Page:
Review of the Media Law in line with Venice Commission recommendations

The Venice Commission called for the rejection of the media law saying it would have a chilling impact on media freedom. The Albanian government is yet to react and has not made any indication that it will revise the law in line with what the Commission has proposed.

Continuation of Justice Reform

Some 700 judges and prosecutors are yet to be vetted and around 90 resigned before being vetted. The process is far from over, has failed in many aspects, and appears to no longer be a serious priority of the government. Albanian citizens have little confidence in its independence or effectiveness. Multiple cases against dismissal are currently pending at the European Court of Human Rights.

Initiation and completion including first instance trials against senior officials and politicians involved in vote-buying

To date, no one implicated in buying votes, threatening voters, rigging elections has been prosecuted or convicted. In fact, one of the people appearing to collude with criminal gangs to rig the election, Damian Gjiknuri, sits as the head of the Committee for Electoral Reform. Prime Minister Edi Rama’s voice also appears on wiretaps dealing with vote-buying and voter intimidation and his response was that he “would do it again”.

Progress in public administration reform

While some online portals have been created and the Law on the Status of Civil Servants has been amended, it does not appear to have brought expected results. A UNDP survey for 2019 found that Albanians are generally underwhelmed by the performance of Municipalities.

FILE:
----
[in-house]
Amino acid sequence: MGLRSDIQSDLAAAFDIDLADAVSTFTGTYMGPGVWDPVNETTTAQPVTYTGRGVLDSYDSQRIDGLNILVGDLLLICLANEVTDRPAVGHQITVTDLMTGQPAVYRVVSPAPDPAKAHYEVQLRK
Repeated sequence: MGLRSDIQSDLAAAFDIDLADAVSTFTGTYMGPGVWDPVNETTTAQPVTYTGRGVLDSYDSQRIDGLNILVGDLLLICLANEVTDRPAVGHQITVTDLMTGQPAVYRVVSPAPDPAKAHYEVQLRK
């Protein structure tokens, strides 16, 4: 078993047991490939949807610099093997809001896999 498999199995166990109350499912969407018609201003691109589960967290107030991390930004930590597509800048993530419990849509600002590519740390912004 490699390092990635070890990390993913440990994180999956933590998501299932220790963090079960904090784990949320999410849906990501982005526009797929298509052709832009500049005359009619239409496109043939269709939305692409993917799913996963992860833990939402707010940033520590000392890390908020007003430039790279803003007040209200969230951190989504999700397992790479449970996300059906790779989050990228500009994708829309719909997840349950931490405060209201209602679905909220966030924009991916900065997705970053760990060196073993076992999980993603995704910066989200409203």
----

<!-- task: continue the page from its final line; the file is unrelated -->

Implementation of electoral reform

The 5 June decision is still under discussion and is far from being implemented. Even if it is approved, it seems unlikely that change would be effected before the 2021 elections, as it is more than likely that government and opposition will interpret the agreement in a widely different manner.

Decision on the legality of 2019 local elections

A decision on the legality of the 2019 local elections which saw the Socialist Party run largely uncontested, plunging Albania into single-party rule, has not been made by the Constitutional Court. This is due to the fact that it is still defunct.

Approval of bylaws on the Law on National Minorities

The approval of bylaws on National Minorities is still incomplete. Both the Council of Europe and the US State Department have called on the government to implement more safeguards for minorities.

Approval of the amendment of the Census Law

The Census Law is still being discussed and is expected to be made within this year.

Advancement of the property registration process

While the start of the property registration process started on 8 June in the south of the country, it is still in its infancy. There is still the issue of many citizens who were part way through the process of legalisation, having the process stopped and the governments demolishing their homes to make way for development.